Strong Demand Sees Alibaba’s Bond Offering Highly Oversubscribed

Bonds worth approximately $7 billion were sold by Alibaba on Wednesday in what was a highly oversubscribed deal with investors ordering over six times the securities that were for sale. Alibaba’s bond offering eclipsed that of China Evergrande Group which sold securities worth $6.6 billion five months ago and was then Asia’s biggest sale by a non-bank issuer.

While interest had not been expected to be extremely high, expectations that there would be high demand for the bond were already there in the run-up to the offering.

“Alibaba is a fundamentally sound company with a dominant market position and solid positive cash flows. We expect this issue to do well with interest also coming from global (more specifically U.S.) investment grade accounts,” BNP Paribas Asset Management’s portfolio manager, Alaa Bushehri, said.

Different maturity periods

According to sources orders from investors reached $46 billion. The notes were sold in five parts each with different maturity periods ranging from 5.5 years to 40 years. The 40-year bonds will have a yield of 4.4% and that is 1.58% more than comparable government debt. Alibaba’s first bond sale took place three years ago where $8 billion was raised and remains the biggest issue denominated in U.S. dollars by an Asian firm that is not based in Japan.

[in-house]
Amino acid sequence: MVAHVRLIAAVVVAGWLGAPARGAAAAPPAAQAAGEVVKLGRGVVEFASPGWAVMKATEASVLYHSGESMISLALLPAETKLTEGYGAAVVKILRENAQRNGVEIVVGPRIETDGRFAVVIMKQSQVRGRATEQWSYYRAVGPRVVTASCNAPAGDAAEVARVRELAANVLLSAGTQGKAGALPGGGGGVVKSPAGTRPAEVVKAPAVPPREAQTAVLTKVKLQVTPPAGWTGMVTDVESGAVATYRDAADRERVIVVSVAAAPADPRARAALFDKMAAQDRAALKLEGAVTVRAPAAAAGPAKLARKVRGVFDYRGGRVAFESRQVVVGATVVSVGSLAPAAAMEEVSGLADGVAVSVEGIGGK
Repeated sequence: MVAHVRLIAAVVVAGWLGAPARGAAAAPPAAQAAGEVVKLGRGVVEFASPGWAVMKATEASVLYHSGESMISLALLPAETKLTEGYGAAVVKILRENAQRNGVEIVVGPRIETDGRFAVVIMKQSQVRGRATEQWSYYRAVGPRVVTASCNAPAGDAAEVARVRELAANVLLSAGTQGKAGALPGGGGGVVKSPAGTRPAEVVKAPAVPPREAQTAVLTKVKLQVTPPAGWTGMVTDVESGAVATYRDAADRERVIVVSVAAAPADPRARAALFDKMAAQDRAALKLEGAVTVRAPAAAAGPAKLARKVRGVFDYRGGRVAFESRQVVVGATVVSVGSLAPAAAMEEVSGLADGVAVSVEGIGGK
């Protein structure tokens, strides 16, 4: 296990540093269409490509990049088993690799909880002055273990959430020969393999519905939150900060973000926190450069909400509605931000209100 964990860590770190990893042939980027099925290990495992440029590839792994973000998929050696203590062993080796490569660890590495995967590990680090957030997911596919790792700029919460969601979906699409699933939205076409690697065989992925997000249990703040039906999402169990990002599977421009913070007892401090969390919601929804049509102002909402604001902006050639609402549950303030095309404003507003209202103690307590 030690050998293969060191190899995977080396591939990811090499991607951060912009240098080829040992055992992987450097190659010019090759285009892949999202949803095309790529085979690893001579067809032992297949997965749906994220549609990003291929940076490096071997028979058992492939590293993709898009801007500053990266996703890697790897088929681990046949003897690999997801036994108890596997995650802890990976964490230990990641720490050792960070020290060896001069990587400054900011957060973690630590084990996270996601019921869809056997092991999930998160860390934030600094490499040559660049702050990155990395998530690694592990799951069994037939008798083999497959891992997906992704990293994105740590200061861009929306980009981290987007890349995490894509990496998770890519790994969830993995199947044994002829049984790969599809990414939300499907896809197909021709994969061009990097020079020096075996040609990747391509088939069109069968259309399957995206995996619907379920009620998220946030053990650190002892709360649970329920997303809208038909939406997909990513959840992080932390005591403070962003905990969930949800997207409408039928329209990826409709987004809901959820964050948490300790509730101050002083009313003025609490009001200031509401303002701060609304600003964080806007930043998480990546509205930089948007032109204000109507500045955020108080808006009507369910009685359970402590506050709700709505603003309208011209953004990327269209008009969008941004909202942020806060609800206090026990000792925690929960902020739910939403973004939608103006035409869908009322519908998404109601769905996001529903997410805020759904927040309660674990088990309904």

The successful bond offering comes a few weeks after Alibaba hit a new sales record during the Singles Day shopping festival which is held on the 11th of November. Sales rose by approximately 39% from last year to reach a record $25.2 billion in 24 hours, exceeding estimates by Citigroup and defying worries of a Chinese economic slowdown. During the peak times, the processors of Alibaba were handling 256,000 transactions a second. Most of the shoppers, about 90%, made their orders from mobile phones.

Click and mortar stores

Among the strategies Alibaba is employing to deepen its reach and keep competitors at bay is integrating offline and online retail. Besides acquiring malls and department stores, the Chinese retail giant has also inked partnerships with convenient stores with a view to making them storage and delivery centers.

Alibaba is also transforming about 100,000 retail stores into smart outlets where well-known brands are participating. This will make it possible for suggestions to be made to customers on where to get certain products in the event that one outlet couldn’t fulfill their orders. Additionally shoppers can get the product shipped to their office or residence.

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